Everyday, the dawn of a new sun is accompanied by large groups of people flocking to the Lahore canal. During the summer, one can see them jumping and splashing around in the water at all times of the day. These people are what one might refer to as the underprivileged class — young children, teenagers and even the elderly men and women who come to the canal to beat the heat.
They usually fill almost all areas of the 82-kilometer long canal. Once when I was crossing the Mughalpura underpass, it became almost impossible for me to distinguish between skin and water. Mostly teenagers, they usually bathe from 11am onwards till late in the evening.
Upon approaching a group of young boys, I found that they were residents of the nearby ‘kachi abaadi’ and mostly sons of rickshaw drivers, gardeners or household servants. Given the current economic and power shortage situation of the country, it was not surprising to see families enjoying a dip in the water.
Most of these people came from areas where loadshedding of up to 14 hours is a daily routine.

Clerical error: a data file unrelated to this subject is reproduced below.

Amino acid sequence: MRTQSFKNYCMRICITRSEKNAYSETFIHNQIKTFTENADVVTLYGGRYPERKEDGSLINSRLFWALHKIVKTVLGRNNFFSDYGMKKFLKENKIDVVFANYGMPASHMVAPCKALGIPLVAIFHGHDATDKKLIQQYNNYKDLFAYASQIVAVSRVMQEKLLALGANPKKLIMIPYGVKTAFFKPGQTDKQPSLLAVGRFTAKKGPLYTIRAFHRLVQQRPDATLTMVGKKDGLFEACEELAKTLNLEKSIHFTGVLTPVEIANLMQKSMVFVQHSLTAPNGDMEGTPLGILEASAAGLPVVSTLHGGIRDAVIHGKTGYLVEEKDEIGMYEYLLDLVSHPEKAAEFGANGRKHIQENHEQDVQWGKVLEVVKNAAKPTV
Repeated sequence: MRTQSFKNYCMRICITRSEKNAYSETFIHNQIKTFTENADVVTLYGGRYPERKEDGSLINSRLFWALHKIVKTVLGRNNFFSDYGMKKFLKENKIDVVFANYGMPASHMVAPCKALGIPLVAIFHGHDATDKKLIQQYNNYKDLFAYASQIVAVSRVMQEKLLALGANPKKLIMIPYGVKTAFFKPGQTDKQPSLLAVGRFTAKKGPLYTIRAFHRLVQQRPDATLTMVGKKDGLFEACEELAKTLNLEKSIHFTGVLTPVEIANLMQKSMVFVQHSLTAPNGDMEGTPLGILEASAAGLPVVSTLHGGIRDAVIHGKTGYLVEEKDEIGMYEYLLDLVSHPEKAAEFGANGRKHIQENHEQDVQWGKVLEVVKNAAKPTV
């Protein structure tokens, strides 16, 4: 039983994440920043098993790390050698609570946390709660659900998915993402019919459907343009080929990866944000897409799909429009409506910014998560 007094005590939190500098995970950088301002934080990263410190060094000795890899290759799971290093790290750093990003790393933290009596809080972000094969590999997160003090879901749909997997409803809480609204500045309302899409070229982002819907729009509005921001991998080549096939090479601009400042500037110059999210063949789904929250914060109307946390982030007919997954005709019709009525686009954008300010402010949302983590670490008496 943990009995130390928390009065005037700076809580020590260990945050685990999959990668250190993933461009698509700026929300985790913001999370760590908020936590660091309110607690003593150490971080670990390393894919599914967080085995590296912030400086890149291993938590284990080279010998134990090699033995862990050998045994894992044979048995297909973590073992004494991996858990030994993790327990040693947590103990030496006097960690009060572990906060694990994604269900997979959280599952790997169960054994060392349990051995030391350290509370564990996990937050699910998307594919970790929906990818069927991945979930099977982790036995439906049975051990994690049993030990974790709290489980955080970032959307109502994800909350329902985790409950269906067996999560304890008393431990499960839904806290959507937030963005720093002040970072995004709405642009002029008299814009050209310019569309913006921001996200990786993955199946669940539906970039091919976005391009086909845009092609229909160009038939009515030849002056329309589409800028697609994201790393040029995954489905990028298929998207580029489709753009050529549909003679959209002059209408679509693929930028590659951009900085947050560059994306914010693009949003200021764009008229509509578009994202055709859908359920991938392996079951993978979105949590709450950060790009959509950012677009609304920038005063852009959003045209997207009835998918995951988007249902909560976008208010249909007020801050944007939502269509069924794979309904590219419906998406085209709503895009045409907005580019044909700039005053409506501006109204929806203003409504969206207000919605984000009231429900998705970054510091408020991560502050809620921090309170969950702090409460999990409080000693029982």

Seeing this as a business opportunity, many tyre tube vendors have set up mini stalls on the banks of the canal. They rent out tyre tubes of cars, trucks and tractors at cheap rates to young children or non swimmers. Swimming costumes are also up for sale and they can be seen hanging along the branches of the trees. The prices of these items range from Rs50-80 per hour. For some people, even these prices are hard to meet and hence they swim in their casual clothes.
Muhammad Osama, 17, the eldest son of a local van driver, has been visiting the canal everyday for the past two weeks now. He usually spends a couple of hours bathing in the 16-foot deep water. He says he has witnessed at least two separate incidents where the young boys were injured while trying to swim.
According to Osama, the newly implemented Section 144 under which swimming in the canal at certain points is prohibited is unjustified as he believes that this is the only cost-effective method for the poor population to enjoy themselves in the summer.
He also says it would be better if the government sets up swimming pools or tube-wells for the public at low costs, so that the people could have an alternative to the canal.
Apart from the traditional swimmers, there are families for whom it is picnic time on the canal bank. They also bring with them their domestic animals for bathing purposes.